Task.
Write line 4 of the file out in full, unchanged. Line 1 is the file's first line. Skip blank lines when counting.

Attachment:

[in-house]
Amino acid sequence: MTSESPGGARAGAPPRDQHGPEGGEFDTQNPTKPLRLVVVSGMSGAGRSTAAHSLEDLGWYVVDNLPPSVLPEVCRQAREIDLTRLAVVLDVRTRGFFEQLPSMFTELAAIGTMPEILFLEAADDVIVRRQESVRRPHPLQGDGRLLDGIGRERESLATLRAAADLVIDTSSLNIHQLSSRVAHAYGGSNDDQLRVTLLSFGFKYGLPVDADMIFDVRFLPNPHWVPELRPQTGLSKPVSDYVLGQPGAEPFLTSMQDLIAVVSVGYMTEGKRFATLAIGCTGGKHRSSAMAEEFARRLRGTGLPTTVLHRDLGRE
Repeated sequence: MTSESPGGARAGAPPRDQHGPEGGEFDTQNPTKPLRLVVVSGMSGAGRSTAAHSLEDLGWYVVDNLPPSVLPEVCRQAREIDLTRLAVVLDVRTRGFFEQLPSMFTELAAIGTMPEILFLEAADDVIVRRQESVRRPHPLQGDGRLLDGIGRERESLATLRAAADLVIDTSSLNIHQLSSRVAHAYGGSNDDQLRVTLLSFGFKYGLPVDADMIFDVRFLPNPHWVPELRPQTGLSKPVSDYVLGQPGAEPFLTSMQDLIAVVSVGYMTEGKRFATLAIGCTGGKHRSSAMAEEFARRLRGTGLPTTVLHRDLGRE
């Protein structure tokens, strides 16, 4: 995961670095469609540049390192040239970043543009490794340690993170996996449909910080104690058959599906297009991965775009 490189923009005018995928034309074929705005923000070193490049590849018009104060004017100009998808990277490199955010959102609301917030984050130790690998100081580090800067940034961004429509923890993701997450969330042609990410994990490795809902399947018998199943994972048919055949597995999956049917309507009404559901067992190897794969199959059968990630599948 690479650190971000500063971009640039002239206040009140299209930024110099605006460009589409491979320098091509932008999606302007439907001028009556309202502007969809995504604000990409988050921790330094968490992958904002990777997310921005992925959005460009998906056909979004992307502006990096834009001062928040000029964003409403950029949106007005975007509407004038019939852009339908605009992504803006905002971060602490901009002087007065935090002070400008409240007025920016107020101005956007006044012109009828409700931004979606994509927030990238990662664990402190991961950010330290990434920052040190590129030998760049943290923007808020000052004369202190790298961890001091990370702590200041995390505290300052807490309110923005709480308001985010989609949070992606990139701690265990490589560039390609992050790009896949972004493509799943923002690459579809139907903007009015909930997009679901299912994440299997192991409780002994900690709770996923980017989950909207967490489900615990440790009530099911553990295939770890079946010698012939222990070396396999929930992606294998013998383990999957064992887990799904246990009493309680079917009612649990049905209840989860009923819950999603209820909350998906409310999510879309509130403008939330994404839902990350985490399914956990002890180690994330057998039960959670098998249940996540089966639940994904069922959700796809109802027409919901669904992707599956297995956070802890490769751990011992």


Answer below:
């Protein structure tokens, strides 16, 4: 995961670095469609540049390192040239970043543009490794340690993170996996449909910080104690058959599906297009991965775009 490189923009005018995928034309074929705005923000070193490049590849018009104060004017100009998808990277490199955010959102609301917030984050130790690998100081580090800067940034961004429509923890993701997450969330042609990410994990490795809902399947018998199943994972048919055949597995999956049917309507009404559901067992190897794969199959059968990630599948 690479650190971000500063971009640039002239206040009140299209930024110099605006460009589409491979320098091509932008999606302007439907001028009556309202502007969809995504604000990409988050921790330094968490992958904002990777997310921005992925959005460009998906056909979004992307502006990096834009001062928040000029964003409403950029949106007005975007509407004038019939852009339908605009992504803006905002971060602490901009002087007065935090002070400008409240007025920016107020101005956007006044012109009828409700931004979606994509927030990238990662664990402190991961950010330290990434920052040190590129030998760049943290923007808020000052004369202190790298961890001091990370702590200041995390505290300052807490309110923005709480308001985010989609949070992606990139701690265990490589560039390609992050790009896949972004493509799943923002690459579809139907903007009015909930997009679901299912994440299997192991409780002994900690709770996923980017989950909207967490489900615990440790009530099911553990295939770890079946010698012939222990070396396999929930992606294998013998383990999957064992887990799904246990009493309680079917009612649990049905209840989860009923819950999603209820909350998906409310999510879309509130403008939330994404839902990350985490399914956990002890180690994330057998039960959670098998249940996540089966639940994904069922959700796809109802027409919901669904992707599956297995956070802890490769751990011992």